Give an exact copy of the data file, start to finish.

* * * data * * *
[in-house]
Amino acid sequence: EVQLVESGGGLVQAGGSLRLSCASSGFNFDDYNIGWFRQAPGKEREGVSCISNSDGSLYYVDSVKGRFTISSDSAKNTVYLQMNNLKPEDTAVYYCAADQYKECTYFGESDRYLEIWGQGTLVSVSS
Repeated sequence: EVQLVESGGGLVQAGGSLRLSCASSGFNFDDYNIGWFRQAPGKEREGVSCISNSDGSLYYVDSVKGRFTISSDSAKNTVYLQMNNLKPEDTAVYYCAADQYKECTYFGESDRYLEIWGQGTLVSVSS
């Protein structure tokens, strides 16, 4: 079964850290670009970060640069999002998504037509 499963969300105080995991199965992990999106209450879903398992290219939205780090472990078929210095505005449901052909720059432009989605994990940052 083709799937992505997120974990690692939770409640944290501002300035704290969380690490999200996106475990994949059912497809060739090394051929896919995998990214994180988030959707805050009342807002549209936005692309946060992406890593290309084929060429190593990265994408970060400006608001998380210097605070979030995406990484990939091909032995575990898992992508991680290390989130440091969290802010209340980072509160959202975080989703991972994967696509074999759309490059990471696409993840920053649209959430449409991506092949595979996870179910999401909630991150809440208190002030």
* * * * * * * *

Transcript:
[in-house]
Amino acid sequence: EVQLVESGGGLVQAGGSLRLSCASSGFNFDDYNIGWFRQAPGKEREGVSCISNSDGSLYYVDSVKGRFTISSDSAKNTVYLQMNNLKPEDTAVYYCAADQYKECTYFGESDRYLEIWGQGTLVSVSS
Repeated sequence: EVQLVESGGGLVQAGGSLRLSCASSGFNFDDYNIGWFRQAPGKEREGVSCISNSDGSLYYVDSVKGRFTISSDSAKNTVYLQMNNLKPEDTAVYYCAADQYKECTYFGESDRYLEIWGQGTLVSVSS
């Protein structure tokens, strides 16, 4: 079964850290670009970060640069999002998504037509 499963969300105080995991199965992990999106209450879903398992290219939205780090472990078929210095505005449901052909720059432009989605994990940052 083709799937992505997120974990690692939770409640944290501002300035704290969380690490999200996106475990994949059912497809060739090394051929896919995998990214994180988030959707805050009342807002549209936005692309946060992406890593290309084929060429190593990265994408970060400006608001998380210097605070979030995406990484990939091909032995575990898992992508991680290390989130440091969290802010209340980072509160959202975080989703991972994967696509074999759309490059990471696409993840920053649209959430449409991506092949595979996870179910999401909630991150809440208190002030």